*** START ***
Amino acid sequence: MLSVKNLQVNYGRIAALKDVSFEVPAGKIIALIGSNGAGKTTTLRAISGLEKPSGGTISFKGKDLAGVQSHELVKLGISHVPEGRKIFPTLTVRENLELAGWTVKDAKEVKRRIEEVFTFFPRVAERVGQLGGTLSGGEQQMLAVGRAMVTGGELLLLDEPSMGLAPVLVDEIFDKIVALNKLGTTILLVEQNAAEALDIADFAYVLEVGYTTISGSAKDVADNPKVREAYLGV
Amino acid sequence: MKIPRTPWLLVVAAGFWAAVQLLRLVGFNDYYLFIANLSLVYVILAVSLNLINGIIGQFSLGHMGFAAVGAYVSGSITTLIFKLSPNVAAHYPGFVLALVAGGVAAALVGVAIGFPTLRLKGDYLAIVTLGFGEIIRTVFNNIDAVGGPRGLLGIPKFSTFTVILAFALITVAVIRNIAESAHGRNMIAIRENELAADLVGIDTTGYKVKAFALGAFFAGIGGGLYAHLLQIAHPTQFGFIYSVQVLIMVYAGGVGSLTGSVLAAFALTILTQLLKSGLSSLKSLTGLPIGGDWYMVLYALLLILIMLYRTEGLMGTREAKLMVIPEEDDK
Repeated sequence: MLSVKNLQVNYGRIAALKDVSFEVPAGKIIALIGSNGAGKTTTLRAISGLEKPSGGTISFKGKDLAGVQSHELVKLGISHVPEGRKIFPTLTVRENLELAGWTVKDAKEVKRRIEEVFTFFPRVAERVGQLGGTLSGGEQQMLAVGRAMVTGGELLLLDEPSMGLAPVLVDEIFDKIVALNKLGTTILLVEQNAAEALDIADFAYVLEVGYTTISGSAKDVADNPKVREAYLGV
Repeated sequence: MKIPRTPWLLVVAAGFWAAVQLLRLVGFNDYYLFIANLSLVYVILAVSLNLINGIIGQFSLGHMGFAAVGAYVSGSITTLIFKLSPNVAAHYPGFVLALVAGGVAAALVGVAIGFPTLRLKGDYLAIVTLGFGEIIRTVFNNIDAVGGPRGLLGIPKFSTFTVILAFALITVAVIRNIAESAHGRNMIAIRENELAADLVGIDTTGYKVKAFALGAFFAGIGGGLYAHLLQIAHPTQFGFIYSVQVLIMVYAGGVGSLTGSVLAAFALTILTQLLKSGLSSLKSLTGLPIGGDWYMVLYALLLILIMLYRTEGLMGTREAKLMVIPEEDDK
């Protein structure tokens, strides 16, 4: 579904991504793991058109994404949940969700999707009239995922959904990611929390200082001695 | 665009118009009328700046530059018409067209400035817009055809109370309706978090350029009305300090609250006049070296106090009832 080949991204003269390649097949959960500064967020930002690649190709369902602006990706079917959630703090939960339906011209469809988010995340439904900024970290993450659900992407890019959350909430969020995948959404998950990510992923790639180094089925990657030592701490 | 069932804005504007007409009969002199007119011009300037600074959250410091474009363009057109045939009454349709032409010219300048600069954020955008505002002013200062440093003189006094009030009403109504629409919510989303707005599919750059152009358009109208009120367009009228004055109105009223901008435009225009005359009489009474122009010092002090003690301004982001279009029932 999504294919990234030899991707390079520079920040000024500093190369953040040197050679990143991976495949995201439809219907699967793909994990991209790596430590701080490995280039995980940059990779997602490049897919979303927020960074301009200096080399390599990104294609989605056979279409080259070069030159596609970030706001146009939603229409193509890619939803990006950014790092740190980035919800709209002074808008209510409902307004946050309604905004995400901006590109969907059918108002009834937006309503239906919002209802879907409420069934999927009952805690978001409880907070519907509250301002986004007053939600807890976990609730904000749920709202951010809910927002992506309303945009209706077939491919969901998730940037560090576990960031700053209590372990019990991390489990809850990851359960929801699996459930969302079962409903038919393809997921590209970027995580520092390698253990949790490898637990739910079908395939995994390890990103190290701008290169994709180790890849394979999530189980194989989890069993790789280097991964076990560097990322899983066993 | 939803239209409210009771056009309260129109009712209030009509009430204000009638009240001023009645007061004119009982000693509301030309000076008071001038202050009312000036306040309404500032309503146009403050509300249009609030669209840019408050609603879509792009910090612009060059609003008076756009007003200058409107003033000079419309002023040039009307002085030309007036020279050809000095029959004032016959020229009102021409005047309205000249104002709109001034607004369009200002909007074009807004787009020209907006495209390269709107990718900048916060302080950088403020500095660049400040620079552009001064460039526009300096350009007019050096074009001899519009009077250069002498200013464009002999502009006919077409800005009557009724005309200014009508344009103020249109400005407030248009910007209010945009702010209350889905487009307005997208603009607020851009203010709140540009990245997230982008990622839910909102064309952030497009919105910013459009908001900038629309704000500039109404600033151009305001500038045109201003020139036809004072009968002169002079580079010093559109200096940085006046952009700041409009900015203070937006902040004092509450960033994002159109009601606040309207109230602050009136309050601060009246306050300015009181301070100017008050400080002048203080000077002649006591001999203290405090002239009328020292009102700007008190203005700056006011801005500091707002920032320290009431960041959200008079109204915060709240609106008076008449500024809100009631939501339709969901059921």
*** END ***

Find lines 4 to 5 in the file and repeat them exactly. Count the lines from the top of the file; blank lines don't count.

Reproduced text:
Repeated sequence: MKIPRTPWLLVVAAGFWAAVQLLRLVGFNDYYLFIANLSLVYVILAVSLNLINGIIGQFSLGHMGFAAVGAYVSGSITTLIFKLSPNVAAHYPGFVLALVAGGVAAALVGVAIGFPTLRLKGDYLAIVTLGFGEIIRTVFNNIDAVGGPRGLLGIPKFSTFTVILAFALITVAVIRNIAESAHGRNMIAIRENELAADLVGIDTTGYKVKAFALGAFFAGIGGGLYAHLLQIAHPTQFGFIYSVQVLIMVYAGGVGSLTGSVLAAFALTILTQLLKSGLSSLKSLTGLPIGGDWYMVLYALLLILIMLYRTEGLMGTREAKLMVIPEEDDK
């Protein structure tokens, strides 16, 4: 579904991504793991058109994404949940969700999707009239995922959904990611929390200082001695 | 665009118009009328700046530059018409067209400035817009055809109370309706978090350029009305300090609250006049070296106090009832 080949991204003269390649097949959960500064967020930002690649190709369902602006990706079917959630703090939960339906011209469809988010995340439904900024970290993450659900992407890019959350909430969020995948959404998950990510992923790639180094089925990657030592701490 | 069932804005504007007409009969002199007119011009300037600074959250410091474009363009057109045939009454349709032409010219300048600069954020955008505002002013200062440093003189006094009030009403109504629409919510989303707005599919750059152009358009109208009120367009009228004055109105009223901008435009225009005359009489009474122009010092002090003690301004982001279009029932 999504294919990234030899991707390079520079920040000024500093190369953040040197050679990143991976495949995201439809219907699967793909994990991209790596430590701080490995280039995980940059990779997602490049897919979303927020960074301009200096080399390599990104294609989605056979279409080259070069030159596609970030706001146009939603229409193509890619939803990006950014790092740190980035919800709209002074808008209510409902307004946050309604905004995400901006590109969907059918108002009834937006309503239906919002209802879907409420069934999927009952805690978001409880907070519907509250301002986004007053939600807890976990609730904000749920709202951010809910927002992506309303945009209706077939491919969901998730940037560090576990960031700053209590372990019990991390489990809850990851359960929801699996459930969302079962409903038919393809997921590209970027995580520092390698253990949790490898637990739910079908395939995994390890990103190290701008290169994709180790890849394979999530189980194989989890069993790789280097991964076990560097990322899983066993 | 939803239209409210009771056009309260129109009712209030009509009430204000009638009240001023009645007061004119009982000693509301030309000076008071001038202050009312000036306040309404500032309503146009403050509300249009609030669209840019408050609603879509792009910090612009060059609003008076756009007003200058409107003033000079419309002023040039009307002085030309007036020279050809000095029959004032016959020229009102021409005047309205000249104002709109001034607004369009200002909007074009807004787009020209907006495209390269709107990718900048916060302080950088403020500095660049400040620079552009001064460039526009300096350009007019050096074009001899519009009077250069002498200013464009002999502009006919077409800005009557009724005309200014009508344009103020249109400005407030248009910007209010945009702010209350889905487009307005997208603009607020851009203010709140540009990245997230982008990622839910909102064309952030497009919105910013459009908001900038629309704000500039109404600033151009305001500038045109201003020139036809004072009968002169002079580079010093559109200096940085006046952009700041409009900015203070937006902040004092509450960033994002159109009601606040309207109230602050009136309050601060009246306050300015009181301070100017008050400080002048203080000077002649006591001999203290405090002239009328020292009102700007008190203005700056006011801005500091707002920032320290009431960041959200008079109204915060709240609106008076008449500024809100009631939501339709969901059921």